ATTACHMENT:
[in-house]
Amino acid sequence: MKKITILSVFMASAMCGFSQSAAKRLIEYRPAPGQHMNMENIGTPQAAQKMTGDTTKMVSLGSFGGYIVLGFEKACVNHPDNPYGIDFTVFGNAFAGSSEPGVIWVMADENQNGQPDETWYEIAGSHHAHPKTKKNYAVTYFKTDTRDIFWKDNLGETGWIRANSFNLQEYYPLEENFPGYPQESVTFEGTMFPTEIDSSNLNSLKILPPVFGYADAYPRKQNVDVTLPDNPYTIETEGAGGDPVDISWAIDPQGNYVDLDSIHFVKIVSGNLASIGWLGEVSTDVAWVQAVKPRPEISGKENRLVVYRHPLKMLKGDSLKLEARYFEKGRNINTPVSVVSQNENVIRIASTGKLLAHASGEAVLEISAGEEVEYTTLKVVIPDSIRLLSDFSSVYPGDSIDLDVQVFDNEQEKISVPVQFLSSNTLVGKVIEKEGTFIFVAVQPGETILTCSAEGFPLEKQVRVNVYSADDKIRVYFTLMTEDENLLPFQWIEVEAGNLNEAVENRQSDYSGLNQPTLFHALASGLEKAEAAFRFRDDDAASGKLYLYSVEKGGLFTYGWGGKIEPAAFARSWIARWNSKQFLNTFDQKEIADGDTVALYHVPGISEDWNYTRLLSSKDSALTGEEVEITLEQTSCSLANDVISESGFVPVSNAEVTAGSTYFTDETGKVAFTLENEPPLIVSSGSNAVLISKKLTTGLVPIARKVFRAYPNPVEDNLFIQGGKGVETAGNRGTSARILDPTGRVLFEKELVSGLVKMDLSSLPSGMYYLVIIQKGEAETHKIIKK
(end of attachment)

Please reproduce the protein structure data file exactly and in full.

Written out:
[in-house]
Amino acid sequence: MKKITILSVFMASAMCGFSQSAAKRLIEYRPAPGQHMNMENIGTPQAAQKMTGDTTKMVSLGSFGGYIVLGFEKACVNHPDNPYGIDFTVFGNAFAGSSEPGVIWVMADENQNGQPDETWYEIAGSHHAHPKTKKNYAVTYFKTDTRDIFWKDNLGETGWIRANSFNLQEYYPLEENFPGYPQESVTFEGTMFPTEIDSSNLNSLKILPPVFGYADAYPRKQNVDVTLPDNPYTIETEGAGGDPVDISWAIDPQGNYVDLDSIHFVKIVSGNLASIGWLGEVSTDVAWVQAVKPRPEISGKENRLVVYRHPLKMLKGDSLKLEARYFEKGRNINTPVSVVSQNENVIRIASTGKLLAHASGEAVLEISAGEEVEYTTLKVVIPDSIRLLSDFSSVYPGDSIDLDVQVFDNEQEKISVPVQFLSSNTLVGKVIEKEGTFIFVAVQPGETILTCSAEGFPLEKQVRVNVYSADDKIRVYFTLMTEDENLLPFQWIEVEAGNLNEAVENRQSDYSGLNQPTLFHALASGLEKAEAAFRFRDDDAASGKLYLYSVEKGGLFTYGWGGKIEPAAFARSWIARWNSKQFLNTFDQKEIADGDTVALYHVPGISEDWNYTRLLSSKDSALTGEEVEITLEQTSCSLANDVISESGFVPVSNAEVTAGSTYFTDETGKVAFTLENEPPLIVSSGSNAVLISKKLTTGLVPIARKVFRAYPNPVEDNLFIQGGKGVETAGNRGTSARILDPTGRVLFEKELVSGLVKMDLSSLPSGMYYLVIIQKGEAETHKIIKK